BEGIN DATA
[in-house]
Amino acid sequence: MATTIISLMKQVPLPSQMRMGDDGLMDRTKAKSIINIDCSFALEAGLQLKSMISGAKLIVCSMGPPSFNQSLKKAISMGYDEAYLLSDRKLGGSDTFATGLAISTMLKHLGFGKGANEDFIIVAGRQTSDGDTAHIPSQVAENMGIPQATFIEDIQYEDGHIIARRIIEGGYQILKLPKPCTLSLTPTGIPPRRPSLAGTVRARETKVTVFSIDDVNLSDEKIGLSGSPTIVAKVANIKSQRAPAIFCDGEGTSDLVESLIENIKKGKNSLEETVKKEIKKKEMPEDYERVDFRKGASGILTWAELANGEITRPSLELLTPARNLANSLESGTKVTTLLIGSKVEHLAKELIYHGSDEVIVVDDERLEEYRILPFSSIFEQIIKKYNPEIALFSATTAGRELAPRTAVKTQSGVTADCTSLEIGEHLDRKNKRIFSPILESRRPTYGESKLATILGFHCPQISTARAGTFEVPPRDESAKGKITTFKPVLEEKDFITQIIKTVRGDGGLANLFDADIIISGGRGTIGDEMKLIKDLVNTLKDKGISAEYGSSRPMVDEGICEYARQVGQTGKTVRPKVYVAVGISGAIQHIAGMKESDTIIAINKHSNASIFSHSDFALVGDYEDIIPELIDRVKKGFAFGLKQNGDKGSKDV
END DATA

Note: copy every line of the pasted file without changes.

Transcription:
[in-house]
Amino acid sequence: MATTIISLMKQVPLPSQMRMGDDGLMDRTKAKSIINIDCSFALEAGLQLKSMISGAKLIVCSMGPPSFNQSLKKAISMGYDEAYLLSDRKLGGSDTFATGLAISTMLKHLGFGKGANEDFIIVAGRQTSDGDTAHIPSQVAENMGIPQATFIEDIQYEDGHIIARRIIEGGYQILKLPKPCTLSLTPTGIPPRRPSLAGTVRARETKVTVFSIDDVNLSDEKIGLSGSPTIVAKVANIKSQRAPAIFCDGEGTSDLVESLIENIKKGKNSLEETVKKEIKKKEMPEDYERVDFRKGASGILTWAELANGEITRPSLELLTPARNLANSLESGTKVTTLLIGSKVEHLAKELIYHGSDEVIVVDDERLEEYRILPFSSIFEQIIKKYNPEIALFSATTAGRELAPRTAVKTQSGVTADCTSLEIGEHLDRKNKRIFSPILESRRPTYGESKLATILGFHCPQISTARAGTFEVPPRDESAKGKITTFKPVLEEKDFITQIIKTVRGDGGLANLFDADIIISGGRGTIGDEMKLIKDLVNTLKDKGISAEYGSSRPMVDEGICEYARQVGQTGKTVRPKVYVAVGISGAIQHIAGMKESDTIIAINKHSNASIFSHSDFALVGDYEDIIPELIDRVKKGFAFGLKQNGDKGSKDV